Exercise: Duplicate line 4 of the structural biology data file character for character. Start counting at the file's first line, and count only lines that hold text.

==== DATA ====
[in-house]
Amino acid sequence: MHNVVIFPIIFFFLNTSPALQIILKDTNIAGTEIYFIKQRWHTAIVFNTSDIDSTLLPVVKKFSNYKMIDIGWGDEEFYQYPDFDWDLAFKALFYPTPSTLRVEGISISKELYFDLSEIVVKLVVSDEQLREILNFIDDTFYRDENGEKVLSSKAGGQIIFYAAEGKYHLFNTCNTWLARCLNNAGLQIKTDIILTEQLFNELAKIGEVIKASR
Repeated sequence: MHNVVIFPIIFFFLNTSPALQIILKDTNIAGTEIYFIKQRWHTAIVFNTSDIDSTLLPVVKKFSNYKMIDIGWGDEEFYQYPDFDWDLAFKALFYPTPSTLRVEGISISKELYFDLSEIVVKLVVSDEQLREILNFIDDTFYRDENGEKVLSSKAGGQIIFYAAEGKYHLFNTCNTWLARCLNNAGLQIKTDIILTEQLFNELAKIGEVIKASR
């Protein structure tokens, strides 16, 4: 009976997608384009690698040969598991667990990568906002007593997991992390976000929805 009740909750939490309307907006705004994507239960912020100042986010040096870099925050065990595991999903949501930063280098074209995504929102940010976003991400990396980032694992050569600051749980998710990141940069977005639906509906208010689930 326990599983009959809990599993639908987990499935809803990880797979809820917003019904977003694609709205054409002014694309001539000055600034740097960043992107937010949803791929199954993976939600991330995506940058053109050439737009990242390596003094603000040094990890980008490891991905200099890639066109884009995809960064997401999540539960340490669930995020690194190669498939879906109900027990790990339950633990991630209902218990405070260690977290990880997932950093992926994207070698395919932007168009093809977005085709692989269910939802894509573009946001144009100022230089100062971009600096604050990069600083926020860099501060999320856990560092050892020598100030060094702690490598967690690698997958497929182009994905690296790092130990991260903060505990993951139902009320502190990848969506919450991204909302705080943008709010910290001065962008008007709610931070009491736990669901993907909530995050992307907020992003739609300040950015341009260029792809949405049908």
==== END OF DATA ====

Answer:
């Protein structure tokens, strides 16, 4: 009976997608384009690698040969598991667990990568906002007593997991992390976000929805 009740909750939490309307907006705004994507239960912020100042986010040096870099925050065990595991999903949501930063280098074209995504929102940010976003991400990396980032694992050569600051749980998710990141940069977005639906509906208010689930 326990599983009959809990599993639908987990499935809803990880797979809820917003019904977003694609709205054409002014694309001539000055600034740097960043992107937010949803791929199954993976939600991330995506940058053109050439737009990242390596003094603000040094990890980008490891991905200099890639066109884009995809960064997401999540539960340490669930995020690194190669498939879906109900027990790990339950633990991630209902218990405070260690977290990880997932950093992926994207070698395919932007168009093809977005085709692989269910939802894509573009946001144009100022230089100062971009600096604050990069600083926020860099501060999320856990560092050892020598100030060094702690490598967690690698997958497929182009994905690296790092130990991260903060505990993951139902009320502190990848969506919450991204909302705080943008709010910290001065962008008007709610931070009491736990669901993907909530995050992307907020992003739609300040950015341009260029792809949405049908």